Book: Different Schools for a Different World co-authored with Scott McLeod
Dean Shareski is the Community Manager for Discovery Education Canada since 2012. From 2002-2012, he worked as a Digital Learning Consultant with the Prairie South School Division in Moose Jaw, SK, Canada. Previous to that Dean taught grades K-8 for 14 years and specializes in the use of technology in the classroom. Dean holds a Masters of Education in Communications and Technology through the University of Saskatchewan and is also a sessional lecturer at the University of Regina.
Since late 2004, Dean has been immersed in understanding what the Read/Write Web is all about and how the new shape of knowledge changes how we all learn. He believes teachers and students ought to use technology to connect ideas and learners in safe, relevant, authentic ways to answer questions, share ideas and develop community. Learning can be and should be, fun and personal. Dean was fortunate to be awarded the 2010 ISTE Award for Outstanding Leadership in Technology and Education. Dean humbly quoted after receiving the award “This honor is mostly a reflection of the great people I work with both within my school division and beyond. My greatest asset is that I know smart people and how to find them.”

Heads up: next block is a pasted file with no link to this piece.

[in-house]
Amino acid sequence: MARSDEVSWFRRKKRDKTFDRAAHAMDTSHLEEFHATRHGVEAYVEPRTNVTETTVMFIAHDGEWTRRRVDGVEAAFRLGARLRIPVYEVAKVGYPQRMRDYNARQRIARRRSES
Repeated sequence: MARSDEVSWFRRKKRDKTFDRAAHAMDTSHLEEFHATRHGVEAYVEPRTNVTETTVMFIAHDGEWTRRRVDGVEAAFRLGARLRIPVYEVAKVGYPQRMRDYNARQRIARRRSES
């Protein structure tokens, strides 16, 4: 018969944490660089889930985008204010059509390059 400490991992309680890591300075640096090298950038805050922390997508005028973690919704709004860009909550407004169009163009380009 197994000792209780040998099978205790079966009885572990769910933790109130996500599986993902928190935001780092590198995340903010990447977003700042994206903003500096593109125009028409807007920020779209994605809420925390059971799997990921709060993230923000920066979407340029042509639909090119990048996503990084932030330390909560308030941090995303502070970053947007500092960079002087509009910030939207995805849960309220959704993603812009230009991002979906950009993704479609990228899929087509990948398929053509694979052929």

Dean mostly blogs at Ideas and Thoughts but occasionally for Tech and Learning Magazine and the Huffington Post as well as on the DEN blogs. In 2016, he published a book called “Embracing Cultures of Joy” which details and summarizes my work and belief around a topic that best describes my beliefs around learning and community.
From Dean: the spaces where I share(ski) www.shareski.ca/
- The Blog Where all the thinking happens
- Twitter A place to see the complete me
- Facebook I barely hang out here
- LinkedIn The professional stuff
- Delicious Stuff I’m reading
- Slideshare My slide decks
- Vimeo More videos
- YouTube Most of my videos
- Flickr All my photos